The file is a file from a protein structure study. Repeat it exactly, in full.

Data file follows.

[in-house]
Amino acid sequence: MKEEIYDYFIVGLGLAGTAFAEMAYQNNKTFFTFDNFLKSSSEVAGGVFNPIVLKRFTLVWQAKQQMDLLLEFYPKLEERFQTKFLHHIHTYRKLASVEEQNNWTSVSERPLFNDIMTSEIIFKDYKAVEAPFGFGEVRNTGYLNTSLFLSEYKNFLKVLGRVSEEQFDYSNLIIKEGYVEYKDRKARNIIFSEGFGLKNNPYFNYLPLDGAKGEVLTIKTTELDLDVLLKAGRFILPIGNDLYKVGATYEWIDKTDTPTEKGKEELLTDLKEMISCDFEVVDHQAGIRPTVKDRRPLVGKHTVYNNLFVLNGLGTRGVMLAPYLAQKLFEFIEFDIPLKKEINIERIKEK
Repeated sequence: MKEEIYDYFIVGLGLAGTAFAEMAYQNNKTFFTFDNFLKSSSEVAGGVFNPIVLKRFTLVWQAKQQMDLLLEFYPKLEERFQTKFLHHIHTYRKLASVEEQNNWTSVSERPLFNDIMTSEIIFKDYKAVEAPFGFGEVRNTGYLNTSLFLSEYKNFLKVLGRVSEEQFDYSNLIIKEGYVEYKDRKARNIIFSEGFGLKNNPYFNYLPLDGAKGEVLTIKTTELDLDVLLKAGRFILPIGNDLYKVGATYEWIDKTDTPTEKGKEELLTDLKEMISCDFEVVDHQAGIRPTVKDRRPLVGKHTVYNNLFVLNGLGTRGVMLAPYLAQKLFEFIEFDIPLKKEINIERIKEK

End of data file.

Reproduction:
[in-house]
Amino acid sequence: MKEEIYDYFIVGLGLAGTAFAEMAYQNNKTFFTFDNFLKSSSEVAGGVFNPIVLKRFTLVWQAKQQMDLLLEFYPKLEERFQTKFLHHIHTYRKLASVEEQNNWTSVSERPLFNDIMTSEIIFKDYKAVEAPFGFGEVRNTGYLNTSLFLSEYKNFLKVLGRVSEEQFDYSNLIIKEGYVEYKDRKARNIIFSEGFGLKNNPYFNYLPLDGAKGEVLTIKTTELDLDVLLKAGRFILPIGNDLYKVGATYEWIDKTDTPTEKGKEELLTDLKEMISCDFEVVDHQAGIRPTVKDRRPLVGKHTVYNNLFVLNGLGTRGVMLAPYLAQKLFEFIEFDIPLKKEINIERIKEK
Repeated sequence: MKEEIYDYFIVGLGLAGTAFAEMAYQNNKTFFTFDNFLKSSSEVAGGVFNPIVLKRFTLVWQAKQQMDLLLEFYPKLEERFQTKFLHHIHTYRKLASVEEQNNWTSVSERPLFNDIMTSEIIFKDYKAVEAPFGFGEVRNTGYLNTSLFLSEYKNFLKVLGRVSEEQFDYSNLIIKEGYVEYKDRKARNIIFSEGFGLKNNPYFNYLPLDGAKGEVLTIKTTELDLDVLLKAGRFILPIGNDLYKVGATYEWIDKTDTPTEKGKEELLTDLKEMISCDFEVVDHQAGIRPTVKDRRPLVGKHTVYNNLFVLNGLGTRGVMLAPYLAQKLFEFIEFDIPLKKEINIERIKEK